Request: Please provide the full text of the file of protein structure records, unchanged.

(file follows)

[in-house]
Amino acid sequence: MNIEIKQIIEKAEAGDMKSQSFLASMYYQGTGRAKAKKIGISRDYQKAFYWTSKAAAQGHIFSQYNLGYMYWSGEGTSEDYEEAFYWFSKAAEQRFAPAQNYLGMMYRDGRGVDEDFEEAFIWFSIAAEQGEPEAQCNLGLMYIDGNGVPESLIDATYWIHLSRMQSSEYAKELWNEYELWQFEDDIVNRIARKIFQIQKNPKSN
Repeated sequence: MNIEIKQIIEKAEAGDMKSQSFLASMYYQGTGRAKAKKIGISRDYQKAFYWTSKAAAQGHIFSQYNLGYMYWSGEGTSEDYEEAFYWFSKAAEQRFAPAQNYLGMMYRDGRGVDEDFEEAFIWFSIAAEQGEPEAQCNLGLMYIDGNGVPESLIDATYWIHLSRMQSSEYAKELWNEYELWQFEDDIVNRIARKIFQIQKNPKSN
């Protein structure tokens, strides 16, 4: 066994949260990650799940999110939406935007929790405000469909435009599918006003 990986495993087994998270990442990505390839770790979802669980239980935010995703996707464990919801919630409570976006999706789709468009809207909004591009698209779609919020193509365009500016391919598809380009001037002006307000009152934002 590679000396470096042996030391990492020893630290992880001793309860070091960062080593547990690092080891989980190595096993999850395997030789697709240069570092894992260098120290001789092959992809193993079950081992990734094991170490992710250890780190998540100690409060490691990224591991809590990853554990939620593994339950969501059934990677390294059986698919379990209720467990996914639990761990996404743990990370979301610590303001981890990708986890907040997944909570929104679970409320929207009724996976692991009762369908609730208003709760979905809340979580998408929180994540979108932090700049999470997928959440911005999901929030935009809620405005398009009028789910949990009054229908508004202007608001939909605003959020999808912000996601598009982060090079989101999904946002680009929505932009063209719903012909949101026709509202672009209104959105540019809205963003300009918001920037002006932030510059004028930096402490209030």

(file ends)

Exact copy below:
[in-house]
Amino acid sequence: MNIEIKQIIEKAEAGDMKSQSFLASMYYQGTGRAKAKKIGISRDYQKAFYWTSKAAAQGHIFSQYNLGYMYWSGEGTSEDYEEAFYWFSKAAEQRFAPAQNYLGMMYRDGRGVDEDFEEAFIWFSIAAEQGEPEAQCNLGLMYIDGNGVPESLIDATYWIHLSRMQSSEYAKELWNEYELWQFEDDIVNRIARKIFQIQKNPKSN
Repeated sequence: MNIEIKQIIEKAEAGDMKSQSFLASMYYQGTGRAKAKKIGISRDYQKAFYWTSKAAAQGHIFSQYNLGYMYWSGEGTSEDYEEAFYWFSKAAEQRFAPAQNYLGMMYRDGRGVDEDFEEAFIWFSIAAEQGEPEAQCNLGLMYIDGNGVPESLIDATYWIHLSRMQSSEYAKELWNEYELWQFEDDIVNRIARKIFQIQKNPKSN
């Protein structure tokens, strides 16, 4: 066994949260990650799940999110939406935007929790405000469909435009599918006003 990986495993087994998270990442990505390839770790979802669980239980935010995703996707464990919801919630409570976006999706789709468009809207909004591009698209779609919020193509365009500016391919598809380009001037002006307000009152934002 590679000396470096042996030391990492020893630290992880001793309860070091960062080593547990690092080891989980190595096993999850395997030789697709240069570092894992260098120290001789092959992809193993079950081992990734094991170490992710250890780190998540100690409060490691990224591991809590990853554990939620593994339950969501059934990677390294059986698919379990209720467990996914639990761990996404743990990370979301610590303001981890990708986890907040997944909570929104679970409320929207009724996976692991009762369908609730208003709760979905809340979580998408929180994540979108932090700049999470997928959440911005999901929030935009809620405005398009009028789910949990009054229908508004202007608001939909605003959020999808912000996601598009982060090079989101999904946002680009929505932009063209719903012909949101026709509202672009209104959105540019809205963003300009918001920037002006932030510059004028930096402490209030």